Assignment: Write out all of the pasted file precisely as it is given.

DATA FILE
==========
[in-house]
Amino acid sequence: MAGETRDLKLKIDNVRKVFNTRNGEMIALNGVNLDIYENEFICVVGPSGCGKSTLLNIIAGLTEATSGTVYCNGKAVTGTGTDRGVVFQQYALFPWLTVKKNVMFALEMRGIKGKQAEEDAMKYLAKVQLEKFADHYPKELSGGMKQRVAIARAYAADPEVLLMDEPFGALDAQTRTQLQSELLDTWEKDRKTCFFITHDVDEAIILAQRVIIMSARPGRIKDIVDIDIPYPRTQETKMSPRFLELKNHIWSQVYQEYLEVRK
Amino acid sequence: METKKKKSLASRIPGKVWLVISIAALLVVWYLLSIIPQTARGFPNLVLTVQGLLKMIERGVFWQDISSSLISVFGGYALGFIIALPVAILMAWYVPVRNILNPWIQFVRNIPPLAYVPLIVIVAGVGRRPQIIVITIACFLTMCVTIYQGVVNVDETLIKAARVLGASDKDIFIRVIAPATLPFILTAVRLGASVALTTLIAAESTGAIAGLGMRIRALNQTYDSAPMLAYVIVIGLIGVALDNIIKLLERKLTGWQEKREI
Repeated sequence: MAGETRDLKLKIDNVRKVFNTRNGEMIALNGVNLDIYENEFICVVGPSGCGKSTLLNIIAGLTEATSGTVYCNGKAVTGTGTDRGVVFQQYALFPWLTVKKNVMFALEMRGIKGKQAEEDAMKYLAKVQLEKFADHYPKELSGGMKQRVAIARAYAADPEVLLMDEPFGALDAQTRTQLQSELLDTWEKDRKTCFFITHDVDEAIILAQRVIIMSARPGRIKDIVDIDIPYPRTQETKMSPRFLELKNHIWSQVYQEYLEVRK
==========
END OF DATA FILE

[in-house]
Amino acid sequence: MAGETRDLKLKIDNVRKVFNTRNGEMIALNGVNLDIYENEFICVVGPSGCGKSTLLNIIAGLTEATSGTVYCNGKAVTGTGTDRGVVFQQYALFPWLTVKKNVMFALEMRGIKGKQAEEDAMKYLAKVQLEKFADHYPKELSGGMKQRVAIARAYAADPEVLLMDEPFGALDAQTRTQLQSELLDTWEKDRKTCFFITHDVDEAIILAQRVIIMSARPGRIKDIVDIDIPYPRTQETKMSPRFLELKNHIWSQVYQEYLEVRK
Amino acid sequence: METKKKKSLASRIPGKVWLVISIAALLVVWYLLSIIPQTARGFPNLVLTVQGLLKMIERGVFWQDISSSLISVFGGYALGFIIALPVAILMAWYVPVRNILNPWIQFVRNIPPLAYVPLIVIVAGVGRRPQIIVITIACFLTMCVTIYQGVVNVDETLIKAARVLGASDKDIFIRVIAPATLPFILTAVRLGASVALTTLIAAESTGAIAGLGMRIRALNQTYDSAPMLAYVIVIGLIGVALDNIIKLLERKLTGWQEKREI
Repeated sequence: MAGETRDLKLKIDNVRKVFNTRNGEMIALNGVNLDIYENEFICVVGPSGCGKSTLLNIIAGLTEATSGTVYCNGKAVTGTGTDRGVVFQQYALFPWLTVKKNVMFALEMRGIKGKQAEEDAMKYLAKVQLEKFADHYPKELSGGMKQRVAIARAYAADPEVLLMDEPFGALDAQTRTQLQSELLDTWEKDRKTCFFITHDVDEAIILAQRVIIMSARPGRIKDIVDIDIPYPRTQETKMSPRFLELKNHIWSQVYQEYLEVRK